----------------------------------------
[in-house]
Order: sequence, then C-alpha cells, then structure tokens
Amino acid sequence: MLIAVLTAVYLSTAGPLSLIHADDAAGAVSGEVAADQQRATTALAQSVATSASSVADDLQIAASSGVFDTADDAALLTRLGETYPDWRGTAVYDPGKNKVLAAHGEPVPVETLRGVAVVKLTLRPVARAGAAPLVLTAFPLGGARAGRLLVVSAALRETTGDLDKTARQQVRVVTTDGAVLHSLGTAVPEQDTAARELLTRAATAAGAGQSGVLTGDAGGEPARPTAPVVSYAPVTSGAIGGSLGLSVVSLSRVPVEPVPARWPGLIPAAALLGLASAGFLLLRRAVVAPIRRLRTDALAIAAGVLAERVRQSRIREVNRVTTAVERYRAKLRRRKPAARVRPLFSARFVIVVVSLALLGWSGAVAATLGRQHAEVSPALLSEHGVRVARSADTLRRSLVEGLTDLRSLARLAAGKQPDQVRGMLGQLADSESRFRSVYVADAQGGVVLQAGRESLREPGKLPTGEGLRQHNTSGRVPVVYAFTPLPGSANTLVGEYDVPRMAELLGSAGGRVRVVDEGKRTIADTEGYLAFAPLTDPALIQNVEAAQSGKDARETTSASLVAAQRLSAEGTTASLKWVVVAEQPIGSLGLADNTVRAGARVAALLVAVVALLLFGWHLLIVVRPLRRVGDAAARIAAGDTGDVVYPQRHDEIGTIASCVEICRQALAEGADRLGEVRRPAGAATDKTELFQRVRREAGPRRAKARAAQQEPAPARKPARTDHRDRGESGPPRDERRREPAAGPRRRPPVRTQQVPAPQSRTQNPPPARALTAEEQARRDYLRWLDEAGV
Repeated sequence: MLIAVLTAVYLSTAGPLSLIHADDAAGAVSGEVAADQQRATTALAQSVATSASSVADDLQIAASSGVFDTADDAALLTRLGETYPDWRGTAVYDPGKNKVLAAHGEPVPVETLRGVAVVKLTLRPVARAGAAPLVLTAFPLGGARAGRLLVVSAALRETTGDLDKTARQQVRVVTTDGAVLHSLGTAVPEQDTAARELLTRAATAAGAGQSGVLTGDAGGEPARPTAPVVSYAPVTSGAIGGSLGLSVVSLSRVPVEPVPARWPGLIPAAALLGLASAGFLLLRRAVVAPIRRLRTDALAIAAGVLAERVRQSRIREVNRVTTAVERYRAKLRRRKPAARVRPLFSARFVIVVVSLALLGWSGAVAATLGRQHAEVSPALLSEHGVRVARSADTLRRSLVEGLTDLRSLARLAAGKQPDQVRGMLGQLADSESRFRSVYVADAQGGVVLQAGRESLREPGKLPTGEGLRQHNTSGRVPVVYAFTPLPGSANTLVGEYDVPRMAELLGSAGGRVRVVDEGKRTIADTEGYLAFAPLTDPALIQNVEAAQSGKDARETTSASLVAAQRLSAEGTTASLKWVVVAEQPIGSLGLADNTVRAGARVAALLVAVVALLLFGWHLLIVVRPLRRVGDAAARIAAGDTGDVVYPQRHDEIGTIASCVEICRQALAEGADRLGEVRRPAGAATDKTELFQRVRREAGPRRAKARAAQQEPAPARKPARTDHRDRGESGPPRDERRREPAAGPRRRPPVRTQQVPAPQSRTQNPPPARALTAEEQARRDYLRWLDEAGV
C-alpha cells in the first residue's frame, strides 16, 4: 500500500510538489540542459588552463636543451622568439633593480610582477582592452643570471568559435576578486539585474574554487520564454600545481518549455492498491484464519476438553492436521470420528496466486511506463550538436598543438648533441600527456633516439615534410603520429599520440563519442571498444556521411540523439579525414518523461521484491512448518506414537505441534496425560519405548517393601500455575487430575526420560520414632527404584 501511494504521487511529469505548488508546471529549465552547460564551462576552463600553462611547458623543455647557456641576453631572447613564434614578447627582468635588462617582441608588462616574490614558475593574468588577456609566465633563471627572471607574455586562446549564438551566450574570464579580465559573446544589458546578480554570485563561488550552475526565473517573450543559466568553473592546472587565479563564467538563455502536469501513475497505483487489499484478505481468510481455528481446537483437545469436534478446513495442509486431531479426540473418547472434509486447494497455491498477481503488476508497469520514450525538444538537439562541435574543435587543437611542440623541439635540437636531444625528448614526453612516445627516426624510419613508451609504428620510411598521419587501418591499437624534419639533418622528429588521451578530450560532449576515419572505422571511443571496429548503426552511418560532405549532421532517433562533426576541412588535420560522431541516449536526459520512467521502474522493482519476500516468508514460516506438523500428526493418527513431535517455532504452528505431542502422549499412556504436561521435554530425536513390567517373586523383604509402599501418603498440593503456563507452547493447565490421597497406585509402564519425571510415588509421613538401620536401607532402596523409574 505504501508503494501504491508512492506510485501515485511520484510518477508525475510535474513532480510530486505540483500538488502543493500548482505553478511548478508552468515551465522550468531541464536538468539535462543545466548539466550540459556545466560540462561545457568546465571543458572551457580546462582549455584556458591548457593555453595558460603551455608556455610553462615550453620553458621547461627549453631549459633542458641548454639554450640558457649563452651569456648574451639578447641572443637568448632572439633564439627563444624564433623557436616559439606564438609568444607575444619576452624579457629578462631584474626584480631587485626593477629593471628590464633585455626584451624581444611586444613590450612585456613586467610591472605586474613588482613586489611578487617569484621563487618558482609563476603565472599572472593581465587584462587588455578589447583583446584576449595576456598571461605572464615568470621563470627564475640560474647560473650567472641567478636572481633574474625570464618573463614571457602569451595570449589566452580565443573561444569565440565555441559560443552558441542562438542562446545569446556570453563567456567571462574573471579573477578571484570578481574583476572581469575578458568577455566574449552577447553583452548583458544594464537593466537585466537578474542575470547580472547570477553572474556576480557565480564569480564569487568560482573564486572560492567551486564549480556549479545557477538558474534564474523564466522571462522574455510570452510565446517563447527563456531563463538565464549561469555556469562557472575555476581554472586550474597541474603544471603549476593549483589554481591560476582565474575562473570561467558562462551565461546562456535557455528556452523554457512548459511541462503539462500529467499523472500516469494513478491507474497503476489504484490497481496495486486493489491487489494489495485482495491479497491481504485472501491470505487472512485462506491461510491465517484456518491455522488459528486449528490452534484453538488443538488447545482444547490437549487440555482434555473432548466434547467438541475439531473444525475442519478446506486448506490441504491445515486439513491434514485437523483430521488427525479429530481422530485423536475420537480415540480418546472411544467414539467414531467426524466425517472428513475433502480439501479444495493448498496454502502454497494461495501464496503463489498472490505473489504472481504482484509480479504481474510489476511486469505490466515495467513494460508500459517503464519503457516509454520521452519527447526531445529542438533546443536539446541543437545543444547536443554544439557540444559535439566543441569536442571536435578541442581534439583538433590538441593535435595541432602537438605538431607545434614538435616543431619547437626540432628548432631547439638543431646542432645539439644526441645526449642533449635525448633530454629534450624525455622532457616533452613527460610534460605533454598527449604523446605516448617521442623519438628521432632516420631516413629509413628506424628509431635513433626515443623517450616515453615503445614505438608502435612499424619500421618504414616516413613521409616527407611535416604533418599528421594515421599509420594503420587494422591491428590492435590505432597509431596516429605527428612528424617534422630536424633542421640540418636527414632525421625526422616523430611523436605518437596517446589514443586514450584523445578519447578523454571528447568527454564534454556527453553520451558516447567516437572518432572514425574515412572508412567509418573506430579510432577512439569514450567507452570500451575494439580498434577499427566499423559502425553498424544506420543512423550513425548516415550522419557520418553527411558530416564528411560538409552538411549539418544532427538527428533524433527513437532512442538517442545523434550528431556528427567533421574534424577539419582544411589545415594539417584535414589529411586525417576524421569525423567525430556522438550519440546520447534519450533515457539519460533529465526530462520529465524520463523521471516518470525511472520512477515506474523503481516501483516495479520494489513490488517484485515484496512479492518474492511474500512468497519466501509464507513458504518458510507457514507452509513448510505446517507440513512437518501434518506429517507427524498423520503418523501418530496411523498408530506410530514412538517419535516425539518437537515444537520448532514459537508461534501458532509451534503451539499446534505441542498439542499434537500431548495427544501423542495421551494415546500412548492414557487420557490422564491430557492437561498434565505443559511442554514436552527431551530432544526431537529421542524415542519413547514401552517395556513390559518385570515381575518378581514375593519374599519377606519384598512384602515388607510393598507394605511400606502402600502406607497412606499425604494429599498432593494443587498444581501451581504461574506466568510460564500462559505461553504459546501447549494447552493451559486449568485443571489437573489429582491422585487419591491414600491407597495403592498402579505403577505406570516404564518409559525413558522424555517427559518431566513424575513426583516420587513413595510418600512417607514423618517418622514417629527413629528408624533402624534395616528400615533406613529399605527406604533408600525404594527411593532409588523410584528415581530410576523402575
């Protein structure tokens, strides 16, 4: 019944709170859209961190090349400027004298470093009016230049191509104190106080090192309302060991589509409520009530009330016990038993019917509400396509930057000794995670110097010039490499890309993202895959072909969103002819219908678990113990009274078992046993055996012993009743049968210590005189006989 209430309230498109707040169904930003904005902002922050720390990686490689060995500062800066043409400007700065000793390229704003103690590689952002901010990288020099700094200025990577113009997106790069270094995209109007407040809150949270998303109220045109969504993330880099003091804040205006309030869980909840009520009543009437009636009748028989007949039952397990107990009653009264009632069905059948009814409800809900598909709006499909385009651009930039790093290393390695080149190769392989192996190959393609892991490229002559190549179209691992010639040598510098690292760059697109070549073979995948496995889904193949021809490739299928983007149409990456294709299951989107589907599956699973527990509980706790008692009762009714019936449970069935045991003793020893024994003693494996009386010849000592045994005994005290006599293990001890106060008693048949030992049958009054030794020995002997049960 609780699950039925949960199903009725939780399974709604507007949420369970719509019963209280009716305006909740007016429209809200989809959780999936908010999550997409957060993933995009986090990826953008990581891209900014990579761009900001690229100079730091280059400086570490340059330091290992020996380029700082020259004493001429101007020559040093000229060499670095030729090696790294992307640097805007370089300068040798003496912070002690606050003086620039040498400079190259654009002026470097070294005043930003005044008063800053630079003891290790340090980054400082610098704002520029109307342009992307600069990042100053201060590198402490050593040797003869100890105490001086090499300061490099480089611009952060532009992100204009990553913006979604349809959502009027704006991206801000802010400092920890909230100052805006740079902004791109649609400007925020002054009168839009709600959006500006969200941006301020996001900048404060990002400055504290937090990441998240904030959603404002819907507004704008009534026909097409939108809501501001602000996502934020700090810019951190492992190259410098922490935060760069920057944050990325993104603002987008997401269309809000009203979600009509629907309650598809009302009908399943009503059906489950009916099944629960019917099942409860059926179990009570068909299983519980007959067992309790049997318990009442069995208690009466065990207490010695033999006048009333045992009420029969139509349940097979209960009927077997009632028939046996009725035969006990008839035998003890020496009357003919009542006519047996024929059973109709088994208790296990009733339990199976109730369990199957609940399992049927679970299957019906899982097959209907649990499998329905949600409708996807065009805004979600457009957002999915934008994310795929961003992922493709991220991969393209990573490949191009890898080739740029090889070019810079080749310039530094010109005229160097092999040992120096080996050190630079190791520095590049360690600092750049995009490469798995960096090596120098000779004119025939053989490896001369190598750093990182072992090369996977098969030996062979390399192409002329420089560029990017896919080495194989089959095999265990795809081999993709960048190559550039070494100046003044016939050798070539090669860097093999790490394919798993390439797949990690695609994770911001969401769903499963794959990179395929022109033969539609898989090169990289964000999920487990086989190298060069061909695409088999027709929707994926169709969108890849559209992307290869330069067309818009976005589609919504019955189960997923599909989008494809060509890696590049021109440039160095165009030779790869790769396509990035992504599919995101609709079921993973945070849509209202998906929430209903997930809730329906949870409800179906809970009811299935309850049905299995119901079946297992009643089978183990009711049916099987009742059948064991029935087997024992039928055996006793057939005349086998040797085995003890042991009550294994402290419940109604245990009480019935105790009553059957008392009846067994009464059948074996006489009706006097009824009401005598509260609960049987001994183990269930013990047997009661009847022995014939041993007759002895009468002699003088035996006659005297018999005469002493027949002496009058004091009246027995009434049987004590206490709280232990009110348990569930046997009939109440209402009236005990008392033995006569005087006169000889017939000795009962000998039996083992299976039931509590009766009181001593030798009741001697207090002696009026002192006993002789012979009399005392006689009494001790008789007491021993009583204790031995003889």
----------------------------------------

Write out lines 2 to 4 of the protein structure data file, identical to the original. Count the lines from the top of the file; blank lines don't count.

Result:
Order: sequence, then C-alpha cells, then structure tokens
Amino acid sequence: MLIAVLTAVYLSTAGPLSLIHADDAAGAVSGEVAADQQRATTALAQSVATSASSVADDLQIAASSGVFDTADDAALLTRLGETYPDWRGTAVYDPGKNKVLAAHGEPVPVETLRGVAVVKLTLRPVARAGAAPLVLTAFPLGGARAGRLLVVSAALRETTGDLDKTARQQVRVVTTDGAVLHSLGTAVPEQDTAARELLTRAATAAGAGQSGVLTGDAGGEPARPTAPVVSYAPVTSGAIGGSLGLSVVSLSRVPVEPVPARWPGLIPAAALLGLASAGFLLLRRAVVAPIRRLRTDALAIAAGVLAERVRQSRIREVNRVTTAVERYRAKLRRRKPAARVRPLFSARFVIVVVSLALLGWSGAVAATLGRQHAEVSPALLSEHGVRVARSADTLRRSLVEGLTDLRSLARLAAGKQPDQVRGMLGQLADSESRFRSVYVADAQGGVVLQAGRESLREPGKLPTGEGLRQHNTSGRVPVVYAFTPLPGSANTLVGEYDVPRMAELLGSAGGRVRVVDEGKRTIADTEGYLAFAPLTDPALIQNVEAAQSGKDARETTSASLVAAQRLSAEGTTASLKWVVVAEQPIGSLGLADNTVRAGARVAALLVAVVALLLFGWHLLIVVRPLRRVGDAAARIAAGDTGDVVYPQRHDEIGTIASCVEICRQALAEGADRLGEVRRPAGAATDKTELFQRVRREAGPRRAKARAAQQEPAPARKPARTDHRDRGESGPPRDERRREPAAGPRRRPPVRTQQVPAPQSRTQNPPPARALTAEEQARRDYLRWLDEAGV
Repeated sequence: MLIAVLTAVYLSTAGPLSLIHADDAAGAVSGEVAADQQRATTALAQSVATSASSVADDLQIAASSGVFDTADDAALLTRLGETYPDWRGTAVYDPGKNKVLAAHGEPVPVETLRGVAVVKLTLRPVARAGAAPLVLTAFPLGGARAGRLLVVSAALRETTGDLDKTARQQVRVVTTDGAVLHSLGTAVPEQDTAARELLTRAATAAGAGQSGVLTGDAGGEPARPTAPVVSYAPVTSGAIGGSLGLSVVSLSRVPVEPVPARWPGLIPAAALLGLASAGFLLLRRAVVAPIRRLRTDALAIAAGVLAERVRQSRIREVNRVTTAVERYRAKLRRRKPAARVRPLFSARFVIVVVSLALLGWSGAVAATLGRQHAEVSPALLSEHGVRVARSADTLRRSLVEGLTDLRSLARLAAGKQPDQVRGMLGQLADSESRFRSVYVADAQGGVVLQAGRESLREPGKLPTGEGLRQHNTSGRVPVVYAFTPLPGSANTLVGEYDVPRMAELLGSAGGRVRVVDEGKRTIADTEGYLAFAPLTDPALIQNVEAAQSGKDARETTSASLVAAQRLSAEGTTASLKWVVVAEQPIGSLGLADNTVRAGARVAALLVAVVALLLFGWHLLIVVRPLRRVGDAAARIAAGDTGDVVYPQRHDEIGTIASCVEICRQALAEGADRLGEVRRPAGAATDKTELFQRVRREAGPRRAKARAAQQEPAPARKPARTDHRDRGESGPPRDERRREPAAGPRRRPPVRTQQVPAPQSRTQNPPPARALTAEEQARRDYLRWLDEAGV